I would hope they can be made to recognize we have a delicate balance to maintain being such an isolated island state. And as such, less egregious ways to solve any conflict would be preferable to killing someone. Thinking outside the box, my campaign motto can also mean “rethinking your actions before acting.” Only a handful of rules/laws are such that they cannot or will not be muted by tweaking. But some rules/laws are being changed or tweaked in the minds of the public and then can be changed through administrative action. It used to be that one was only sure of “death” and “taxes,” but I think today “changes” must be added.

5. What specific steps would you take to strengthen Hawaii’s lax lobbying, ethics and financial disclosure laws?

Our state, and every other state in the union, needs to re-examine how we allow PACs and lobbyists to unduly influence the promulgation of rules, laws and services to everyone. Only when we have elected officials who have only the public in mind when executing their offices will that change. We are serving up totally wrong role models to our youth and cannot expect them to be different if we ourselves are not being absolutely true. Why is it many of our elected officials go into office with great plans and a moderate lifestyle but come out years later super-wealthy and full of empty platitudes? We should expect and demand more of every man or woman elected to serve the greater good. Until that happens little will change.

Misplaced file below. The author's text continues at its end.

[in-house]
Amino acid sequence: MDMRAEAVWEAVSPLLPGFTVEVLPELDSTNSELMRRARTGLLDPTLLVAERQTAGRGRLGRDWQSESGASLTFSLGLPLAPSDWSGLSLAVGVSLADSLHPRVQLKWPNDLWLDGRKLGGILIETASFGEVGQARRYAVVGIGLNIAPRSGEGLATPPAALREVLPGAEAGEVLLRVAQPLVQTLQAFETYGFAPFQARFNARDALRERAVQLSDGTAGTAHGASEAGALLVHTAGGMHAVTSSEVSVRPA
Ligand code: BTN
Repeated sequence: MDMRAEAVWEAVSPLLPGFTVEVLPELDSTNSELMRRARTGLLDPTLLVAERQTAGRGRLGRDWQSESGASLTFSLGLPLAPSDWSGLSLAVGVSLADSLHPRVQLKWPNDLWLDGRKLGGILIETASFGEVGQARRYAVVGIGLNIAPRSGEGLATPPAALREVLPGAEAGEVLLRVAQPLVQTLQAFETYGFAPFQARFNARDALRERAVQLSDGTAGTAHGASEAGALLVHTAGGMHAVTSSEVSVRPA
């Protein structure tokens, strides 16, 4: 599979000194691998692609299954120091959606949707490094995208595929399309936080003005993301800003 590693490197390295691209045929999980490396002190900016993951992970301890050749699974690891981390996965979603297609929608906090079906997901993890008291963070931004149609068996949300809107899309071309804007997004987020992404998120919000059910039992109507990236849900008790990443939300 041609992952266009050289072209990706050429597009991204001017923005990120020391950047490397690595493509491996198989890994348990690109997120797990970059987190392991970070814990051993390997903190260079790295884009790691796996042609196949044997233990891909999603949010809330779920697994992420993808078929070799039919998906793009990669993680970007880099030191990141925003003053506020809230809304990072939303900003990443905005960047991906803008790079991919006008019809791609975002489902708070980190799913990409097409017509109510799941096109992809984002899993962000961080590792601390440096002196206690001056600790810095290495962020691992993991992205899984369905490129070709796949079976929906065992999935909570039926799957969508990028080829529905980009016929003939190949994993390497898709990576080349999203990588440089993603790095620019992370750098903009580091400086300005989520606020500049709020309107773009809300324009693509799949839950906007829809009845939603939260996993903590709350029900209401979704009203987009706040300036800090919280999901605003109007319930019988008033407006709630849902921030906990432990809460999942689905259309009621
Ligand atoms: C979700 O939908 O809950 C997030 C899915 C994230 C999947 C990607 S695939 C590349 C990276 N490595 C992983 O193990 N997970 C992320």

6. Would you support eliminating Hawaii’s high fees for access to public records when the request is in the public interest?

Without a doubt the cost of $1 or more per page is ridiculous when the ultimate goal for their use is in the public interest. If the files can be used in copy form then access to them can be made simpler via internet. Having to pay for a copy that you can or should be able to read and/or replicate at home is again poor government. We have better things to do than man a copy machine when most homes and all businesses have their own.